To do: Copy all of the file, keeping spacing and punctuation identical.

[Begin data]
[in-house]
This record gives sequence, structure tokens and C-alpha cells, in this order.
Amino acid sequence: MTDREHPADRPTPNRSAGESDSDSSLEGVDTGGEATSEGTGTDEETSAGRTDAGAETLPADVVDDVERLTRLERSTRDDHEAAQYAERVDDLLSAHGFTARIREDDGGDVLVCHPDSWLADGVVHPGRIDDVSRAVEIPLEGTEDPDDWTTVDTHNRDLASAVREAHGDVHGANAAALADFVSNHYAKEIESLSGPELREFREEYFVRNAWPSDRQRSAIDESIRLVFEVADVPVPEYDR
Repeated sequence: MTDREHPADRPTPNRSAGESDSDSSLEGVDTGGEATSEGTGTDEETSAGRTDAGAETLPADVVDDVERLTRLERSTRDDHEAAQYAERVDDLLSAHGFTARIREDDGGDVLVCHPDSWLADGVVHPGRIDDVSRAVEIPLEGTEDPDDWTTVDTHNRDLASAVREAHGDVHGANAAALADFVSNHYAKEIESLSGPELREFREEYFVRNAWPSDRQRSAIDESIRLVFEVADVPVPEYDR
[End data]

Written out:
[in-house]
This record gives sequence, structure tokens and C-alpha cells, in this order.
Amino acid sequence: MTDREHPADRPTPNRSAGESDSDSSLEGVDTGGEATSEGTGTDEETSAGRTDAGAETLPADVVDDVERLTRLERSTRDDHEAAQYAERVDDLLSAHGFTARIREDDGGDVLVCHPDSWLADGVVHPGRIDDVSRAVEIPLEGTEDPDDWTTVDTHNRDLASAVREAHGDVHGANAAALADFVSNHYAKEIESLSGPELREFREEYFVRNAWPSDRQRSAIDESIRLVFEVADVPVPEYDR
Repeated sequence: MTDREHPADRPTPNRSAGESDSDSSLEGVDTGGEATSEGTGTDEETSAGRTDAGAETLPADVVDDVERLTRLERSTRDDHEAAQYAERVDDLLSAHGFTARIREDDGGDVLVCHPDSWLADGVVHPGRIDDVSRAVEIPLEGTEDPDDWTTVDTHNRDLASAVREAHGDVHGANAAALADFVSNHYAKEIESLSGPELREFREEYFVRNAWPSDRQRSAIDESIRLVFEVADVPVPEYDR